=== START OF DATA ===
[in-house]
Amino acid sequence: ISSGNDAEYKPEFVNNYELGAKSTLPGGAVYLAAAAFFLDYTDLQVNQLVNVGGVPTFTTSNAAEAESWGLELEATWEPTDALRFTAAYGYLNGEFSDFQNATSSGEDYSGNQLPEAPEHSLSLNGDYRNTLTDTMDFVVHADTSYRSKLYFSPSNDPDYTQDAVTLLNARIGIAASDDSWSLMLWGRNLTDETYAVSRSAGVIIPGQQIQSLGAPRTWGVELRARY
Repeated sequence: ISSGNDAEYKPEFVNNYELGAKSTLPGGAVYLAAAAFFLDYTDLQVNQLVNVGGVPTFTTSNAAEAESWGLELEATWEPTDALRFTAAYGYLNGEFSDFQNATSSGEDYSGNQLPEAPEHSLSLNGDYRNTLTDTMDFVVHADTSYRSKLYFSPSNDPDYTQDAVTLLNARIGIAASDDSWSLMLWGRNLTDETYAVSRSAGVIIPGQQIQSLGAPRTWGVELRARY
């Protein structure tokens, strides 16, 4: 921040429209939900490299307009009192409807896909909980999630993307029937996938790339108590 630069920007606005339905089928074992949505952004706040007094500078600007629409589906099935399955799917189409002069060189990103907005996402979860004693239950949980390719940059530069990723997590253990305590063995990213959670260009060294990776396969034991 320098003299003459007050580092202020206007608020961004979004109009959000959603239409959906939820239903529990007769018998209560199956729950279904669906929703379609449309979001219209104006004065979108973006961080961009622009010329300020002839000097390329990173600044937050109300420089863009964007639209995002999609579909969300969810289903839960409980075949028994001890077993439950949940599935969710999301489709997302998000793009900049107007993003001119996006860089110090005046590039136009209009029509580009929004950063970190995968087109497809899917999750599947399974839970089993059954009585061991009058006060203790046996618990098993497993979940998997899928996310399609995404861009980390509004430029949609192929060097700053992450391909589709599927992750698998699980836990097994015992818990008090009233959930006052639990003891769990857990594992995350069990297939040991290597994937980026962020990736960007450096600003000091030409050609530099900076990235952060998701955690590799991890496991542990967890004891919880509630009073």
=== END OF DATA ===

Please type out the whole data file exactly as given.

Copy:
[in-house]
Amino acid sequence: ISSGNDAEYKPEFVNNYELGAKSTLPGGAVYLAAAAFFLDYTDLQVNQLVNVGGVPTFTTSNAAEAESWGLELEATWEPTDALRFTAAYGYLNGEFSDFQNATSSGEDYSGNQLPEAPEHSLSLNGDYRNTLTDTMDFVVHADTSYRSKLYFSPSNDPDYTQDAVTLLNARIGIAASDDSWSLMLWGRNLTDETYAVSRSAGVIIPGQQIQSLGAPRTWGVELRARY
Repeated sequence: ISSGNDAEYKPEFVNNYELGAKSTLPGGAVYLAAAAFFLDYTDLQVNQLVNVGGVPTFTTSNAAEAESWGLELEATWEPTDALRFTAAYGYLNGEFSDFQNATSSGEDYSGNQLPEAPEHSLSLNGDYRNTLTDTMDFVVHADTSYRSKLYFSPSNDPDYTQDAVTLLNARIGIAASDDSWSLMLWGRNLTDETYAVSRSAGVIIPGQQIQSLGAPRTWGVELRARY
């Protein structure tokens, strides 16, 4: 921040429209939900490299307009009192409807896909909980999630993307029937996938790339108590 630069920007606005339905089928074992949505952004706040007094500078600007629409589906099935399955799917189409002069060189990103907005996402979860004693239950949980390719940059530069990723997590253990305590063995990213959670260009060294990776396969034991 320098003299003459007050580092202020206007608020961004979004109009959000959603239409959906939820239903529990007769018998209560199956729950279904669906929703379609449309979001219209104006004065979108973006961080961009622009010329300020002839000097390329990173600044937050109300420089863009964007639209995002999609579909969300969810289903839960409980075949028994001890077993439950949940599935969710999301489709997302998000793009900049107007993003001119996006860089110090005046590039136009209009029509580009929004950063970190995968087109497809899917999750599947399974839970089993059954009585061991009058006060203790046996618990098993497993979940998997899928996310399609995404861009980390509004430029949609192929060097700053992450391909589709599927992750698998699980836990097994015992818990008090009233959930006052639990003891769990857990594992995350069990297939040991290597994937980026962020990736960007450096600003000091030409050609530099900076990235952060998701955690590799991890496991542990967890004891919880509630009073």